The Training of a Secretary:
Filing Room And Library
Overlapping With Other Officers
The Private Secretary
The Social Secretary
The Building And Loan Association Secretary
For Any Secretary
Famous Secretaries And Their Careers
Read More Articles About: The Training of a Secretary
The Private Secretary
( Originally Published 1922 )
Some years ago, the secretary of a technical society, of which I am a member, counted up thirty kinds of engineers. I am sure there are more varieties of secretaries. As has been pointed out already, their duties vary with the objects of the organizations with which they are connected. But there is the Private Secretary, and there is the Social Secretary, man or woman, whose work is for one person Of these I shall speak briefly.
Lord Chesterfield's letters to his natural son, Philip Stanhope, for whom he had pro-found affection, written between 1739 and 1768, contain nearly all there is in the way of worldly wisdom, sound common sense and instruction for meeting most of the circumstances of life. Stanhope had not the mental calibre to appreciate the pearls of thought which were so generously bestowed upon him. I have no doubt that he read many of the epistles with indifference, if indeed he perused them at all ; and according to most accounts, he remained a dolt throughout his life, or at best he did not rise above mediocrity in personal qualities. It seems to me that every secretary, business, private and social, would do well to read these letters as a matter of general education, remembering perhaps that they were written in a grosser age than the present.
A private secretary must be acquainted with many things. I asked an able member of the profession what a person had to know to be a secretary. With a smile he replied, " What doesn't he have to know? "
I take it to be the province of a private secretary to relieve his employer of every last item of detail work. He does not have to be told what to do. He tells his employer what he has to do and when it must be done. He is the mouthpiece of duty. And because of the variety of his tasks I cannot imagine any branch of knowledge which will not be useful to him at some time, usually unforseen, in addition to an intimate acquaintance with his employer's business or avocation.
The secretary whom I questioned keeps his employer notified with cards, of his daily and evening engagements to the hour and minute, makes his tax returns, financial statements and annual reports, carries separate accounts of household expenses, such as chauffeurs, workmen and servants, the farm, garden and greenhouses. For all expenses of these, he has a power of attorney to sign checks. He keeps the capital account, records of charities, church work and the details of a number of important organizations, into the activities of which his employer has been drawn by altruistic impulses ; and carries on his correspondence. He, the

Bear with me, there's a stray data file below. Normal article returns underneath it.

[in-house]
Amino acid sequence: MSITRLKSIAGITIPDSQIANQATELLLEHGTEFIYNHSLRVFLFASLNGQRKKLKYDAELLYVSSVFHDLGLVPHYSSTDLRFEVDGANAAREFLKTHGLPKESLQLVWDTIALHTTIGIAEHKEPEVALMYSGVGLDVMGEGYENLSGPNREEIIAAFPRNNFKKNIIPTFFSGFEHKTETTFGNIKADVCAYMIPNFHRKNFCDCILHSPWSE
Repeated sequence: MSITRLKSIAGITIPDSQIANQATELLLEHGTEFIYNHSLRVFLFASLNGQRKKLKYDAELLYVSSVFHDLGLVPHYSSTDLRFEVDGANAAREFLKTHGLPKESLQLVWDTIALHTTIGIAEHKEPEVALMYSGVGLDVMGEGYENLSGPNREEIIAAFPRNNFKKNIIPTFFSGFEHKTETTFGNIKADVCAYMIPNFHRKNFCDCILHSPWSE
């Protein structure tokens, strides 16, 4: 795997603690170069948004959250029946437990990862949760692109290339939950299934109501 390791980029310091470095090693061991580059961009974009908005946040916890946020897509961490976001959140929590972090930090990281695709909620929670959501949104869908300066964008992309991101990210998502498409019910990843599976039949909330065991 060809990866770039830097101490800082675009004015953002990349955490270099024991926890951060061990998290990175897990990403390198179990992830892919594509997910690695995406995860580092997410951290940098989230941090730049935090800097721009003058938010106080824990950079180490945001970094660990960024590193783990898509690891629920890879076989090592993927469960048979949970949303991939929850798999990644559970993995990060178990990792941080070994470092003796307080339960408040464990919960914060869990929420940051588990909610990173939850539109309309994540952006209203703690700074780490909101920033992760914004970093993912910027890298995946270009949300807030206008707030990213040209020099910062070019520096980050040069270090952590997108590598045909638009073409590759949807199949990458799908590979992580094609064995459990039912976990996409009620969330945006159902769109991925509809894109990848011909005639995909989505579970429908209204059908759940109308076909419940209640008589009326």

secretary, started life. as a bookbinder, an unusual preparation for the numberless duties with which his life is now crowded; his career is another example which every-one meets with and often experiences him-self, of the diametrically opposite vocations of early and later life.
The secretary should be thoroughly familiar with his own tongue. Of this I shall speak in a later chapter. If he can read, translate or speak one or more modern foreign languages, that is admirable, and, a smattering of several others is desirable. If he has the gift of public speech the gods have been good to him. That bud of talent should be cultivated until it bursts into full flower. Shorthand and typewriting are indispensable for a private secretary.
Everybody knows that the price of eminence in any profession is constant study. Early education only provides the tools with which one works and the methods by which he climbs the ladder of proficiency and consequent success. Ambitious persons will get the tools and acquire the methods, somehow, sooner or later.
An examination of the catalogues of well-known schools of business shows that they provide excellent courses of secretarial education, I mean the foundation of such an education, upon which the superstructure may be built, but never finished. If time and means permit that superstructure may be, and it should be, begun in one or another of the splendid business courses of the great universities, but the structure can be built outside the university if the builder will have sufficient courage and persistence. Below is given a list of the courses pursued in a good. business school:
Business Forms and Customs Commerce and Transportation
In some of the preliminary schools, while the courses are good, the time assigned to them, in my opinion, is too short for the thorough absorption of the knowledge to be desired, even for a novice.
For those who desire to prepare specially for secretarial work in the Young Men's Christian Association, the following excel-lent schools are available:
The Young Men's Christian Association College, Chicago, Ills.; International Young Men's Christian Association College,
Springfield, Mass.; Southern College of Young Men's Christian Associations, Nashville, Tenn. ; the Eastern Association School Inc., Silver Bay, N. Y.
For training for commercial organizations there is a National School for Commercial Organization Secretaries, the first session of which was held at Northwestern University, Evanston, Ills., in July, 1921. This school was inspired by the National Association of Commercial Organization Secretaries and has the approval and support of the Chamber of Commerce of the United States.
The secretary must make himself familiar by experience with the special work of his own position. Generally speaking there is a best way for doing everything. The efficient secretary invariably will discover it.